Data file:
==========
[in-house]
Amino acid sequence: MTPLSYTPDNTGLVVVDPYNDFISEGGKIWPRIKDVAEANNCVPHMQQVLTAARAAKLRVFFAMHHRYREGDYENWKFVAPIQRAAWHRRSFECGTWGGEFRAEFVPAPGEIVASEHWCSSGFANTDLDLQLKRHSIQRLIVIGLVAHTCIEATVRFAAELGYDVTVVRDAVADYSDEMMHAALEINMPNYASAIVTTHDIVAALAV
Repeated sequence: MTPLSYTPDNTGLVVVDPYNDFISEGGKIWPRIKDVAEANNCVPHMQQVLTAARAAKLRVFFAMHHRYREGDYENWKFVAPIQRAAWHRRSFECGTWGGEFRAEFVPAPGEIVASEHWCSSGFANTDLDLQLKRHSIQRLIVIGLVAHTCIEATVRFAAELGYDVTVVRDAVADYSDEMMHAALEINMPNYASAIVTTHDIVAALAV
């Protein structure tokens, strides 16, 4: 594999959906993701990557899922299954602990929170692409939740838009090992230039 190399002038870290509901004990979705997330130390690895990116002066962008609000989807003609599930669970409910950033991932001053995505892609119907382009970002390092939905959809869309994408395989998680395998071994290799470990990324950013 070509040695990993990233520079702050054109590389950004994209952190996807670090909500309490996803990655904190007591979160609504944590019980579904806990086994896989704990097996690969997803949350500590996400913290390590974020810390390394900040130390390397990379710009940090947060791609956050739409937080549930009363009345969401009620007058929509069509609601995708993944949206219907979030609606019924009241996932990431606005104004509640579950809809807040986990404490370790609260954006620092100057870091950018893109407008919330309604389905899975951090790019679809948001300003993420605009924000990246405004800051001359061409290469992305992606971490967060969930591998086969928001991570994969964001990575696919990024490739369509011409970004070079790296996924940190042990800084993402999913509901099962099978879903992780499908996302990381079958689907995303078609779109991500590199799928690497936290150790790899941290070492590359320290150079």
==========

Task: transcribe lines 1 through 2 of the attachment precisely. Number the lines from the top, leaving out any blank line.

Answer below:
[in-house]
Amino acid sequence: MTPLSYTPDNTGLVVVDPYNDFISEGGKIWPRIKDVAEANNCVPHMQQVLTAARAAKLRVFFAMHHRYREGDYENWKFVAPIQRAAWHRRSFECGTWGGEFRAEFVPAPGEIVASEHWCSSGFANTDLDLQLKRHSIQRLIVIGLVAHTCIEATVRFAAELGYDVTVVRDAVADYSDEMMHAALEINMPNYASAIVTTHDIVAALAV